Zanzibar's MPs have passed a bill barring foreigners - including mainland Tanzanians - from working on the archipelago when locals can do the job.
Tourism is the island's main source of cash
The bill was unanimously passed, with MPs expressing the hope that it will bring down unemployment in Zanzibar.
Some locals complain that East Africans take jobs in the tourism industry that could be filled by Zanzibaris.
Labour official Omar Shajar told the BBC the intention was to prioritise islanders but not exclude mainlanders.
The issue is likely to be controversial in mainland Tanzania, where Zanzibaris do not require work permits.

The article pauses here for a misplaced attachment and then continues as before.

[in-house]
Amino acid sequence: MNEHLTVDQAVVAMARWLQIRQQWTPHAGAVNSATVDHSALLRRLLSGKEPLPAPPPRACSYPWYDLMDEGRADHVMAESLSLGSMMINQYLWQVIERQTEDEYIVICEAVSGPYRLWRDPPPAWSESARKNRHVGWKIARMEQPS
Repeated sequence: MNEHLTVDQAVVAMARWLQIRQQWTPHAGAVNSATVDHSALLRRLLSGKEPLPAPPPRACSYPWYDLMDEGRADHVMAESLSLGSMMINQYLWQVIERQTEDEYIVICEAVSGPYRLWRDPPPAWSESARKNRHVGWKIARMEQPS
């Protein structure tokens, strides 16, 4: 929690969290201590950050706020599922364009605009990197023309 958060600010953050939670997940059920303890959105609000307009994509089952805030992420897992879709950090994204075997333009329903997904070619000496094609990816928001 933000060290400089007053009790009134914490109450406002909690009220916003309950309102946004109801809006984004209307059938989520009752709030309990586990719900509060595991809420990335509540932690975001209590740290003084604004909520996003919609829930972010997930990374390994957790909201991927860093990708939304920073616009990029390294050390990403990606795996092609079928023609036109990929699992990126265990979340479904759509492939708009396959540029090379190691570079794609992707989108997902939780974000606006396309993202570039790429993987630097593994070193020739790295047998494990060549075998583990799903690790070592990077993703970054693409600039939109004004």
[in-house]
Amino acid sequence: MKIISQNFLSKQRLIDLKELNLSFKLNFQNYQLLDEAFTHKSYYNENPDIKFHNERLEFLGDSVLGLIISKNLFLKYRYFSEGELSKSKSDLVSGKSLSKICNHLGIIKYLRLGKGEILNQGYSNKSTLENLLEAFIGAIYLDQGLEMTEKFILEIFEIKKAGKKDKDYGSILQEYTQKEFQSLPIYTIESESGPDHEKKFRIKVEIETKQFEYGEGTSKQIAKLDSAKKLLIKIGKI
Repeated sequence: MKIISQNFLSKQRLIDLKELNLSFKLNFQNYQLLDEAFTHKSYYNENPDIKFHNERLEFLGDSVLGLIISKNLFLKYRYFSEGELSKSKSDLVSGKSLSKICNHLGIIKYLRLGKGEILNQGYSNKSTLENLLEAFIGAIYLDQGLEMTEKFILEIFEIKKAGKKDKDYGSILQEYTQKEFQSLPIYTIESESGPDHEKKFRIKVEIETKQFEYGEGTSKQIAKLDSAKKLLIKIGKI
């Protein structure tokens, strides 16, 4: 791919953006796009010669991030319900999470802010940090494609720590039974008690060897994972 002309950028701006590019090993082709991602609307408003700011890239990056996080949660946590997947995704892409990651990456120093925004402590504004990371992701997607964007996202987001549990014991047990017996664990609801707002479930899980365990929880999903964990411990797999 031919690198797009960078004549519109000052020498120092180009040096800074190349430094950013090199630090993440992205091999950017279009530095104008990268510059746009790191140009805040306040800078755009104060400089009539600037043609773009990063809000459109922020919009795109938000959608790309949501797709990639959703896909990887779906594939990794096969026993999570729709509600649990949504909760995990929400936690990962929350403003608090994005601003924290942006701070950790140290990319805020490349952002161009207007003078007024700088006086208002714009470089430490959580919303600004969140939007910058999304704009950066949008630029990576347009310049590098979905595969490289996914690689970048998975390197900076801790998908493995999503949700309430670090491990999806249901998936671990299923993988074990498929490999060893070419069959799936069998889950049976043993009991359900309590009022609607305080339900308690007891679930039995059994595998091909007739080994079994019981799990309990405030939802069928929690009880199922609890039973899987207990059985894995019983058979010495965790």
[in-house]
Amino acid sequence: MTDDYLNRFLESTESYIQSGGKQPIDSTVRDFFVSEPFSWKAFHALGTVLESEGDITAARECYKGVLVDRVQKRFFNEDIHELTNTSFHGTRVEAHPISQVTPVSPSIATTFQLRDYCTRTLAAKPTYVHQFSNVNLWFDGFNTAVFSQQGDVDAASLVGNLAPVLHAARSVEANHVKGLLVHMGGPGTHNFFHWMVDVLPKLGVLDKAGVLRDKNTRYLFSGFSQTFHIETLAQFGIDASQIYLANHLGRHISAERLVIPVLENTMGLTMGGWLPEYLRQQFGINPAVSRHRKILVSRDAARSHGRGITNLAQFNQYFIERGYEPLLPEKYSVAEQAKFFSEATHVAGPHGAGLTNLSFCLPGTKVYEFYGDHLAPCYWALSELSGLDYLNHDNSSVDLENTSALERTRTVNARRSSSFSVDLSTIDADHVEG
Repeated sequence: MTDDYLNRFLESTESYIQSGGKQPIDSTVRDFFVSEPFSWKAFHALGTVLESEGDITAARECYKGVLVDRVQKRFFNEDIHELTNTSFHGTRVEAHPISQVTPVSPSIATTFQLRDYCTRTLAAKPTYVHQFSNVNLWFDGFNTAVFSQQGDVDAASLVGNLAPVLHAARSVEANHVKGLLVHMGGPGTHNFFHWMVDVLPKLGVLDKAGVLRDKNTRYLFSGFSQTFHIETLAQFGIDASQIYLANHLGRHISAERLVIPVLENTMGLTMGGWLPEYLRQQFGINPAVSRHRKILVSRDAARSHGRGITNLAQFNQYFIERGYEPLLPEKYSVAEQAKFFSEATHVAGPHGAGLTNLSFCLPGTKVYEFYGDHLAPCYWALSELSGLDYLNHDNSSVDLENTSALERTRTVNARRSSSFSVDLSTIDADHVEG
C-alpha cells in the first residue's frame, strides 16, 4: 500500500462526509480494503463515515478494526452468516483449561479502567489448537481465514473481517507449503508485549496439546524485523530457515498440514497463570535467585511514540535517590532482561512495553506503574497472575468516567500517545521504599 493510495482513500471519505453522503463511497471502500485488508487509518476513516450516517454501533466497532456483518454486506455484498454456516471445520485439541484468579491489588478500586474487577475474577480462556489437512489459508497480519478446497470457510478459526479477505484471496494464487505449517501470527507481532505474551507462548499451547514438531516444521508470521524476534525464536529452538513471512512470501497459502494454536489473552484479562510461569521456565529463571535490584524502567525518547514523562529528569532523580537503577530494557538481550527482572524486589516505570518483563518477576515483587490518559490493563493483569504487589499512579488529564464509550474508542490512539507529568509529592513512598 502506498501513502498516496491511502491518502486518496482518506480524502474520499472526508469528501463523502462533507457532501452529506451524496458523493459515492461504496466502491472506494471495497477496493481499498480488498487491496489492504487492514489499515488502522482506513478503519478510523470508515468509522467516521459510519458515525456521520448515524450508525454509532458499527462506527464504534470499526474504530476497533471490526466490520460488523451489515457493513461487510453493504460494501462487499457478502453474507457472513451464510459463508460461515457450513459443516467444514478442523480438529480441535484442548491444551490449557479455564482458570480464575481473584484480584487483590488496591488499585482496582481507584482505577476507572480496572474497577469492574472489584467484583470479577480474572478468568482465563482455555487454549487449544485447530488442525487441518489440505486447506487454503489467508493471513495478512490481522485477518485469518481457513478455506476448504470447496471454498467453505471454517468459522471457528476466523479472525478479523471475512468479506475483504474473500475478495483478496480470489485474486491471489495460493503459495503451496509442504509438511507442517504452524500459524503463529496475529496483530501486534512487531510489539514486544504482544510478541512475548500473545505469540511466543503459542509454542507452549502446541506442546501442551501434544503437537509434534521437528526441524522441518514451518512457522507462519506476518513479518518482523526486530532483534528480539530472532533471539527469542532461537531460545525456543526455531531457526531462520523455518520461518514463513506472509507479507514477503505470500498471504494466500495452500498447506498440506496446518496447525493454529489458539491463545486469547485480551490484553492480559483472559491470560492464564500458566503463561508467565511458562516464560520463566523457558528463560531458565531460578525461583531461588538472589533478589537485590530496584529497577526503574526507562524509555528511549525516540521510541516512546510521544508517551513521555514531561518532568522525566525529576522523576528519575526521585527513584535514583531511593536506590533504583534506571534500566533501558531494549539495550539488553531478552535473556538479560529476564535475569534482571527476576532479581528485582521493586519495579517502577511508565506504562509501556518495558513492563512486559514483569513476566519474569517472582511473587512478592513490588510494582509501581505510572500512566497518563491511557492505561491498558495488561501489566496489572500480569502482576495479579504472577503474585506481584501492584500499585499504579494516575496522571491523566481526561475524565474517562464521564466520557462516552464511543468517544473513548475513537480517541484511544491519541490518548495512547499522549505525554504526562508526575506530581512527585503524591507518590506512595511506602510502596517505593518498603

The bill which still needs presidential assent in order to become law requires all foreigners to apply for permission to work on the island before they arrive and limits their employment in Zanzibar to four years.
Violators, illegal foreign workers and their employers could face fines and a three-month jail sentence.
Under the 1964 act of union, Zanzibar was allowed to remain semi-autonomous and to have its own president while benefiting from the economic and political clout of the mainland.
Zanzibar already has its own parliament, executive, legal system, national anthem and flag.